After 19 years of experimenting - and some help from his local government - a Kurdish man has realized his childhood dream. Nareeman Anwar Saleh has flown his home-built airplane over his home town of Irbil.
On a dusty, windswept runway, a small yellow and black airplane lifts into the sky. At the controls is Nareeman Anwar Saleh, and for him, this is no ordinary flight. This flight is the culmination of months of work, several unsuccessful attempts and an indefatigable dream.
Saleh, a 33-year-old mechanic who works on advanced car computer systems, fell in love with airplanes as a small boy. As a 14-year-old he built a radio controlled model plane, but that was not enough to satisfy his longing. He continued to work and finally realized his dream of flying his own airplane over his home town of Irbil in northern Iraq.
Saleh says it was a dream that took nearly two decades to fulfill. "Children always dream of airplanes and love to see planes and I was one of those children," he said. "Since my early childhood I dreamt about planes and I endeavored to make this dream come true and it took me almost 19 years of hard work to fly a plane."
But Saleh needed some help to realize his dream. The local Kurdish government and the governor of Irbil city helped him to enroll in aviation courses in China in 2006. Saleh took flying lessons there and received basic instruction in aeronautics. When he returned home in 2006, Saleh built four aircraft, but he says his first three attempts were beset by problems.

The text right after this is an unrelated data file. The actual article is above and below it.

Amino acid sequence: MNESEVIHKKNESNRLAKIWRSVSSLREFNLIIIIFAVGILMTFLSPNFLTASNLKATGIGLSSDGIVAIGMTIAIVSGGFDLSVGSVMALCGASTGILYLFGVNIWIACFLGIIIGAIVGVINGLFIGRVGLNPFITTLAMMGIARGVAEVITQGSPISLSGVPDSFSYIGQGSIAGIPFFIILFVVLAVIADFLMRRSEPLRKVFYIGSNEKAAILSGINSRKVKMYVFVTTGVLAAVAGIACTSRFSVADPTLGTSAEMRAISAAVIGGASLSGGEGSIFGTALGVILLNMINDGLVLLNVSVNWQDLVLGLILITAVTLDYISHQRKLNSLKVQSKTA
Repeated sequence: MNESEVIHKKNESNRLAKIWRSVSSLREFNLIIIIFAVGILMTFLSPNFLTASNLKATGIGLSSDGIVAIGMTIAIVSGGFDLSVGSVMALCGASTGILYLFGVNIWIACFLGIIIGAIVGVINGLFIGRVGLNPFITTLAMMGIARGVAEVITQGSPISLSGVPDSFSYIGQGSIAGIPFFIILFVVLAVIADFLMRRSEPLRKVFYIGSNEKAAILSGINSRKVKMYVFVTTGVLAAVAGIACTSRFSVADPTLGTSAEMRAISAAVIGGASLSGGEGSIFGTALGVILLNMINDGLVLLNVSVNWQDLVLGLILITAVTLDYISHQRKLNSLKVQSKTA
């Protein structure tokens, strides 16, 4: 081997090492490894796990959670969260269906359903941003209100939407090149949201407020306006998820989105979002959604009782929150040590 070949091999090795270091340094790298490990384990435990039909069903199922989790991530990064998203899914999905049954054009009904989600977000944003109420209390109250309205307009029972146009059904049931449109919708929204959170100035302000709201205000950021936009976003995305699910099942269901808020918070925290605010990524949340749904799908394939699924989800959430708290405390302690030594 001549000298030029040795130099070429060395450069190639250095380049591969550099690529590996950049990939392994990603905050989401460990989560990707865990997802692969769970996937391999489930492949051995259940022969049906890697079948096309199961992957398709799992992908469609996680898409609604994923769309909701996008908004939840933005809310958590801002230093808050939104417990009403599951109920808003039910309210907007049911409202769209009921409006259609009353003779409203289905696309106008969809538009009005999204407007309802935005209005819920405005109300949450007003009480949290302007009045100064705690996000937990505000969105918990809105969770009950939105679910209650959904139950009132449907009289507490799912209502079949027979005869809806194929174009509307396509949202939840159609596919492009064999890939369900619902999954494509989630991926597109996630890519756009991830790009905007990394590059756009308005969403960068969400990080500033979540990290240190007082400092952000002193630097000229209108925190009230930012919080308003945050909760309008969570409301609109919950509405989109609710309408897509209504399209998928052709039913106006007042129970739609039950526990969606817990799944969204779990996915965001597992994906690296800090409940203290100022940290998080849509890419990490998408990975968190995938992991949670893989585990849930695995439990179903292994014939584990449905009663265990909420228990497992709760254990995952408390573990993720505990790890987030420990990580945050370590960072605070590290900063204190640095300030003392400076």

"I built a number of planes but each one had some sort of problem," said Saleh. "In the first plane there was an error in the CG [Centre of Gravity] while in the second the problem was the centre of pressure and in the third it was the excessive weight. But I managed to solve all the errors in the fourth plane and succeeded in flying in the Kurdistan sky."
His local governor also helped Saleh import the engine and propeller of the plane from Germany. Other parts came from France and Ukraine. But the hard work and the passion came from Saleh and his team.
The airplane itself is called a STOL CH 701 - short for "short-take-off-and-landing" - and is manufactured by Zenith Aircraft Company in the U.S. city of Mexico, Missouri. Saleh purchased the schematics for the plane and built his aircraft from scratch. Roger Dubbert is with Zenith Air and he says the STOL CH 701 has a variety of uses.
"Customers in the United States just use it for pleasure, but we do have the 701 used in missionary work in Central America and South America. We have even a 701 used in Tanzania to stop the poaching for elephants. So it's used all over the world for different operations," he said.
Saleh says that his plane - called the NAZ 82 - can be used for spraying crops, for tourism and for police work. Nareeman Anwar Saleh has another dream now - to open his own school to teach other people to fly. He also hopes to open his own factory so others can experience the joy of building and flying their own aircraft.